APPG report shows lack of services is impacting on dementia diagnosis for rural patients

A new joint report by the All-Party Parliamentary Group (APPG) on Dementia and the Alzheimer's Society has revealed that poor access to, or a lack of services in rural areas, means many people suffering from Alzheimer's aren’t receiving the care and treatment they need.

The report follows an inquiry which “focuses on understanding the scale of impact of regional health inequalities on access to a dementia diagnosis and developing solutions to reduce their influence.”

Raising the Barriers is an “action plan to tackle regional variation in dementia diagnosis in England”.  It also considers that impact rurality can have on accessing services.  The report says that “Ageing is the biggest risk factor for dementia, and older people comprise a significant segment of the approximately 10 million people in England who live in rural areas. Rural populations are generally older – 24% of those living in rural areas are over 65, compared to 16% in urban areas. The percentage of the population aged over 85 – the group most likely to need care – is significantly higher in rural areas than in urban areas. Public Health England reported in 2019 that the population aged over 65 years old will grow by around 50% in rural areas by 2039. There are particular challenges to accessing healthcare services in rural areas, including infrastructure limitations such as sparse or unreliable transport links and internet access. In addition, living in rural areas increases the risk of social isolation and loneliness which are known to contribute to the risk of dementia. Future Health’s recent analysis of dementia diagnosis rates data for England found an association between above average levels of rural living and rates of dementia under-diagnosis.”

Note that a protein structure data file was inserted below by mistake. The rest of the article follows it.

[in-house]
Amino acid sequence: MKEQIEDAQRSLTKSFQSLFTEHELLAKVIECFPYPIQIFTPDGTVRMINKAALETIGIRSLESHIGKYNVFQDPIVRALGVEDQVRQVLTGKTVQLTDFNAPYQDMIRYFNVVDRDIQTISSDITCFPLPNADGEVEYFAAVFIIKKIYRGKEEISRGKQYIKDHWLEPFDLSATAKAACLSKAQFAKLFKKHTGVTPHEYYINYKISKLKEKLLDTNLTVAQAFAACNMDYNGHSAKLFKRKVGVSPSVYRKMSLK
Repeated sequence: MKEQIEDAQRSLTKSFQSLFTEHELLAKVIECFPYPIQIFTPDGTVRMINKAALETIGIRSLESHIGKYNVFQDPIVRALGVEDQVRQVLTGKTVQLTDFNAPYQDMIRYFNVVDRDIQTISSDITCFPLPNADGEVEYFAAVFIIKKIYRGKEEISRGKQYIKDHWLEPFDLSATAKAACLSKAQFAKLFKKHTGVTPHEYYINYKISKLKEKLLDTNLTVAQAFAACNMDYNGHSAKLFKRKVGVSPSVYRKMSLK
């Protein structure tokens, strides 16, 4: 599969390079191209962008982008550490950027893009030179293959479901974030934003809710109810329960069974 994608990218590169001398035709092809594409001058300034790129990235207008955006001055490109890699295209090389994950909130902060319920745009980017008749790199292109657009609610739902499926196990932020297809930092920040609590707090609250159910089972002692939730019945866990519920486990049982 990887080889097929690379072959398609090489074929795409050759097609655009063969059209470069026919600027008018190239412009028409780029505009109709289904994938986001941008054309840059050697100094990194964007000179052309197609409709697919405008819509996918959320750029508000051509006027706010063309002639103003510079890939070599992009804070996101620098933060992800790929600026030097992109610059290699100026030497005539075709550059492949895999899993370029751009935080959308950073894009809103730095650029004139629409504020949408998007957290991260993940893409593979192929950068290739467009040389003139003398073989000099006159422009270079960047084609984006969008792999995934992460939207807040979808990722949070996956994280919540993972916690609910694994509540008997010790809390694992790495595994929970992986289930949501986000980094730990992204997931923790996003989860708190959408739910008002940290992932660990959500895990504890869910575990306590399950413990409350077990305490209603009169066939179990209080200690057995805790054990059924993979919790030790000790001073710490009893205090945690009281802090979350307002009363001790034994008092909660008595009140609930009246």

Ian Sherriff BEM

Mr Ian Sherriff BEM, Academic Partnership Lead for Dementia at the University of Plymouth, was amongst a group of experts who gave evidence to the APPG.  He told the inquiry that his conversations with GPs in rural regions indicated that the link between GPs and the community teams responsible for dementia diagnosis (memory clinics and community mental health teams) can be poor, with referrals often declined unexpectedly or lost in the system. 

Mr Sherriff said:

“The divide between urban and rural health and care access in England is currently significant and needs to be addressed. Rural populations are generally older and the farming community in particular experiences high levels of reluctance to seek a dementia diagnosis.

“Our research and other activities is making a difference here in the South West to this, supporting and empowering those living with dementia. But, if we are to deliver real and lasting change, that needs to be driven at a national level, and this report will hopefully go some way to achieving that.”

The report makes a series of recommendations and calls on the government to put an end to the differences in dementia diagnosis rates facing people depending on where they live in the country.

To find out more about the report and its recommendations, visit:


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